– Paolo
    Oct 13 '15 at 7:59
  • @Paolo If you are referring to the "stop download" function of the browser, that's another story: that is the browser application closing the network socket (it does not send or use a HTTP GET request: it is done with Java, C++, or whatever programming language the browser is made of), where the transfer is running. You cannot close a socket with JavaScript, nor you can abort the transfer since the HTTP protocol does not take into account such a possibility. Oct 13 '15 at 8:05
  • Thank you, I understand now
    – Paolo
    Oct 13 '15 at 8:14
4

Although I can't find the bug report now, I believe this is a long-standing logged WebKit bug. Firefox (and IE I think) have more sane behavior. I'm going back a bit in my brain, but if I recall on those browsers, resetting the img.src will in fact cancel outstanding downloads. I am positive that Firefox does this when a download is "waiting in line" for a chance at an open HTTP connection, and I seem to recall that it will actually force close connections sometimes.

I've never found a way to coax WebKit based browsers into cancelling an img download in progress, whether it is just queued or already actively downloading.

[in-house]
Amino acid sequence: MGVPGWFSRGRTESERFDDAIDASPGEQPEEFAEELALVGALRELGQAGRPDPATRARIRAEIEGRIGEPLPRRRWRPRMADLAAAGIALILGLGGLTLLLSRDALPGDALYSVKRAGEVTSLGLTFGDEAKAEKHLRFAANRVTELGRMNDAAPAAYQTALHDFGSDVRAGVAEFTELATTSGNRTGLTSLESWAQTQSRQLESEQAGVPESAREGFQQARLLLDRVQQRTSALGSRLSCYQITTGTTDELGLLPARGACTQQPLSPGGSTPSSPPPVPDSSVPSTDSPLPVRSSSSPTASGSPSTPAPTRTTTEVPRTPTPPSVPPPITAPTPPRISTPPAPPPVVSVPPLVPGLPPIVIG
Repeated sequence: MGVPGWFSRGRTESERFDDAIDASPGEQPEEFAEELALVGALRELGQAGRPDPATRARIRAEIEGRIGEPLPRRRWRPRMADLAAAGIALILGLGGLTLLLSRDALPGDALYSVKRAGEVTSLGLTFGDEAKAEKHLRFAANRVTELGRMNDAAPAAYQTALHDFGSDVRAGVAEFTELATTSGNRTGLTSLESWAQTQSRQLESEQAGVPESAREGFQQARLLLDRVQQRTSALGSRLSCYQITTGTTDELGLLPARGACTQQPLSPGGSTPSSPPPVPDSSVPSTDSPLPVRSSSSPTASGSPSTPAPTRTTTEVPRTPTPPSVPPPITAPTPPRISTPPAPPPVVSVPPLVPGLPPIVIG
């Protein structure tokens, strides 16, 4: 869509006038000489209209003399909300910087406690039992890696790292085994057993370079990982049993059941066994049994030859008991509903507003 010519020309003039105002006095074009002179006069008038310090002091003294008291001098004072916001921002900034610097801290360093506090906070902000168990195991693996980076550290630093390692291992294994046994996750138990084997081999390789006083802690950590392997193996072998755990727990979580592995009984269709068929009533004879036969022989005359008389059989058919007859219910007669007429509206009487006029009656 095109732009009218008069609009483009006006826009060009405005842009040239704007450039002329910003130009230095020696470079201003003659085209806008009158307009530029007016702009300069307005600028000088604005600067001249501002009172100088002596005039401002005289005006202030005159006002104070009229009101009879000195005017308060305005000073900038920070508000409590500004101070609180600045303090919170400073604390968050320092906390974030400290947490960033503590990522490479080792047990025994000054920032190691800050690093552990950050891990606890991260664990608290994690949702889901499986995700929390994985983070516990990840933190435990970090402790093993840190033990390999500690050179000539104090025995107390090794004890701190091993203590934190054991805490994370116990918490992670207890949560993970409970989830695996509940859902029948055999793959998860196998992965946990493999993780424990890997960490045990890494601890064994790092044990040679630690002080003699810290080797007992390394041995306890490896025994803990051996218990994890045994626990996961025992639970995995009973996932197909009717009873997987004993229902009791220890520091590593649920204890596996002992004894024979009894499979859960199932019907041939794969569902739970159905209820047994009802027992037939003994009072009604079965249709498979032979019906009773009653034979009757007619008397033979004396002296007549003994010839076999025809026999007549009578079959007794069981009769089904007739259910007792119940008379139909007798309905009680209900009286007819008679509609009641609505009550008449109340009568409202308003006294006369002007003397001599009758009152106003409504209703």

This really sucks if you're making something like a mapping client and need more fine grained control over images.

1
  • Have you found a workaround or webkit by any chance? Setting src to "" doesn't help Apr 9 '18 at 20:18
2

Setting the .src property to an empty string should cancel the load:

//load image from url
var img = new Image();
img.src = 'http://somedomain.com/image.jpg';

......

//cancel load
img.src = '';
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2

Cancel with transparent base64 encoded GIF to avoid additional requests and double page load on android:

var img = new Image();
img.src = 'http://google.com/favicon.ico';

img.src = 'data:image/gif;base64,R0lGODlhAQABAAAAACH5BAEAAAAALAAAAAABAAEAAAI=;'
1

this work for me:

imageVarName.src = '';
imageVarName.onload = null;
imageVarName.onerror = null;
1
  • Please don't just give a block of code as an answer! You should explain why and how this works
    – bert
    Mar 16 '18 at 11:19
0

Yes, page is downloaded twice on Android when an img tag has an src="" attribute.
This still occurs on recent Android versions.
I have not found any other browser that does that.
But I found a solution: use an img tag without src attribute.

0

The ultimative answer is web workers. Load the image inside an webworker and stopping the web worker will stop the image loading.

You can get the idea from this code: https://github.com/NathanWalker/ng2-image-lazy-load

0

the src property must be a valid non-empty URL So null or empty string are not legal (even though they sometimes work).

Use:

img.src='http://xxxx';
img.onerror=null;

(see here)